Sunday, March 8, 2015

Less Can Be More

March 8, 2015

Dear Friends,

Less is more.

  •  Japanese flower arrangement 
  • Shaker chair 
  • Leafless tree, a stark silhouette against the winter sky
  •  A wordless touch
  • A single blue note blown by Miles Davis’s horn
  • Detail without decoration in the painting of Andrew Wyeth, Edward Hopper

The diminishment process is essential to the production of beauty.

The diminishment process is essential to the awareness of beauty. 

The diminishment process enriches intimacy.

What in your life experiences illustrates these ideas? 

Thinking today that the “muchness” ideal of our culture clutters our perception. It distorts our ability to distinguish context from content, sound from noise, wisdom from information.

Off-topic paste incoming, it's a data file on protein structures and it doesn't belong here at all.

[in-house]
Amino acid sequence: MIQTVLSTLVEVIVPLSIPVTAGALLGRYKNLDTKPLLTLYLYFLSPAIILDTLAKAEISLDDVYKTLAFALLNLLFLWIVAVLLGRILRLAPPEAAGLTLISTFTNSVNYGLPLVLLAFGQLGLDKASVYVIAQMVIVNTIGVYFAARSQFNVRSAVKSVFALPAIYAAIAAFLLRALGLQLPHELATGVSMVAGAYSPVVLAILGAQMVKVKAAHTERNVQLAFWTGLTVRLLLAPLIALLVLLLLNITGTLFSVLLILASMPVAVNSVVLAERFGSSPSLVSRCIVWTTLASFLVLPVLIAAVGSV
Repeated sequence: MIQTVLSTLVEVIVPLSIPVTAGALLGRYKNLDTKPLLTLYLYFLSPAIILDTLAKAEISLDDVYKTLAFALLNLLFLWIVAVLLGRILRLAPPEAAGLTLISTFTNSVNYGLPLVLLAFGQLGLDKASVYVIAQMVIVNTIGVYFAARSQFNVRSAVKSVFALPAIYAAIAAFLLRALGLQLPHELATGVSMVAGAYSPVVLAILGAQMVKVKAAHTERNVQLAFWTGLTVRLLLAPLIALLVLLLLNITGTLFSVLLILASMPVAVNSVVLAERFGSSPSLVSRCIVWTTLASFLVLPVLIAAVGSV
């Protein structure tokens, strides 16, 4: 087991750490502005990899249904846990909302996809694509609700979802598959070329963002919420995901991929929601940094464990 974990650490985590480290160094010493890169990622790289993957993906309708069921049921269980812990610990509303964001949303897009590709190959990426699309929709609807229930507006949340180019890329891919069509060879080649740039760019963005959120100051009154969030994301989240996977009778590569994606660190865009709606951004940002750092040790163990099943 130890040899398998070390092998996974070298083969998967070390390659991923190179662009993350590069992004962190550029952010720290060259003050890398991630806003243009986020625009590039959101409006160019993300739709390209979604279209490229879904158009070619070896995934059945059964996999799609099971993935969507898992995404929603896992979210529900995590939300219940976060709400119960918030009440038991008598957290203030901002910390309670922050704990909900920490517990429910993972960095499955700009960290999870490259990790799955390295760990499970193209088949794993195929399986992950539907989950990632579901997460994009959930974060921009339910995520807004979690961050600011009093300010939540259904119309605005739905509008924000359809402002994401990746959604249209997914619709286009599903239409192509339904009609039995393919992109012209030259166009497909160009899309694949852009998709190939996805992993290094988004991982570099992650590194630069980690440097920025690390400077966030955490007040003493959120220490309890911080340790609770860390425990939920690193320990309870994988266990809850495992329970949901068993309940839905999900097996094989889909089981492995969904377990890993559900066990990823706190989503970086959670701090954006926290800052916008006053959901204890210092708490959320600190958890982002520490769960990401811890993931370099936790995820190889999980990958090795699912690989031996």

Those in the Christian tradition who have emphasized (and practiced) the spiritual discipline of simplicity know that epiphanies are reported most frequently by those whose way of living gives consent to the diminishment process.

In today's minimalist blog, do less words result in more meaning?

See you next week.


1 comment:

  1. It's a type of 'centering' to use a Quaker term.

    A shift from meaning imposed externally to understanding generated internally, in philosophical terms.

    "This moment, just this, is the meaning." Tibetan Dzogchen teaching.

    "You won't be able to say, 'Here it is!' or 'It's over there!' For the Kingdom of God is already among you." - Jesus.

    Beautiful and sublime, Gay.